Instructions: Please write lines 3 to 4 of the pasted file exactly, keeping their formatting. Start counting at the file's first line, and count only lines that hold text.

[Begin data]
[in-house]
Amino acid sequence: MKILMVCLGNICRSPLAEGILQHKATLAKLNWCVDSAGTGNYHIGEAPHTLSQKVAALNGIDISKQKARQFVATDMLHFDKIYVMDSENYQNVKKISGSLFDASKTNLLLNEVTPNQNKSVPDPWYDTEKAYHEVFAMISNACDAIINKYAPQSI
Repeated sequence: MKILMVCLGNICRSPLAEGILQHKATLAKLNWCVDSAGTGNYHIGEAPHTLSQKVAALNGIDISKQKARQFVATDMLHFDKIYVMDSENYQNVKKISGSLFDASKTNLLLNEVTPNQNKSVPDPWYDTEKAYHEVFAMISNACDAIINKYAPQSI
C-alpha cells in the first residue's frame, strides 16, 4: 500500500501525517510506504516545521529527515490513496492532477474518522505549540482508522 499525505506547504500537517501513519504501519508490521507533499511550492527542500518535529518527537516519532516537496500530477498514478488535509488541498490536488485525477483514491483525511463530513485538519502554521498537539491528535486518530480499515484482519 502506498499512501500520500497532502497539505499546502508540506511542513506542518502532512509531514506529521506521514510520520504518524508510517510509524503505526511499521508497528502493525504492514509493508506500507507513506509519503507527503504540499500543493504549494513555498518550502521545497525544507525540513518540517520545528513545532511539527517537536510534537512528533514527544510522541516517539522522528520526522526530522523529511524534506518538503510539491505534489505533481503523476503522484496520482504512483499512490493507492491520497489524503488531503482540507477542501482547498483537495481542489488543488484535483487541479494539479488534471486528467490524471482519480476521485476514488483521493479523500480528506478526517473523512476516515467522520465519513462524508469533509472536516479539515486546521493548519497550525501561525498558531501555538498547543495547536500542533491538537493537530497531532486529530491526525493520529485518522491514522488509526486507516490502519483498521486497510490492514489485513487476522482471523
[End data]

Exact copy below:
Repeated sequence: MKILMVCLGNICRSPLAEGILQHKATLAKLNWCVDSAGTGNYHIGEAPHTLSQKVAALNGIDISKQKARQFVATDMLHFDKIYVMDSENYQNVKKISGSLFDASKTNLLLNEVTPNQNKSVPDPWYDTEKAYHEVFAMISNACDAIINKYAPQSI
C-alpha cells in the first residue's frame, strides 16, 4: 500500500501525517510506504516545521529527515490513496492532477474518522505549540482508522 499525505506547504500537517501513519504501519508490521507533499511550492527542500518535529518527537516519532516537496500530477498514478488535509488541498490536488485525477483514491483525511463530513485538519502554521498537539491528535486518530480499515484482519 502506498499512501500520500497532502497539505499546502508540506511542513506542518502532512509531514506529521506521514510520520504518524508510517510509524503505526511499521508497528502493525504492514509493508506500507507513506509519503507527503504540499500543493504549494513555498518550502521545497525544507525540513518540517520545528513545532511539527517537536510534537512528533514527544510522541516517539522522528520526522526530522523529511524534506518538503510539491505534489505533481503523476503522484496520482504512483499512490493507492491520497489524503488531503482540507477542501482547498483537495481542489488543488484535483487541479494539479488534471486528467490524471482519480476521485476514488483521493479523500480528506478526517473523512476516515467522520465519513462524508469533509472536516479539515486546521493548519497550525501561525498558531501555538498547543495547536500542533491538537493537530497531532486529530491526525493520529485518522491514522488509526486507516490502519483498521486497510490492514489485513487476522482471523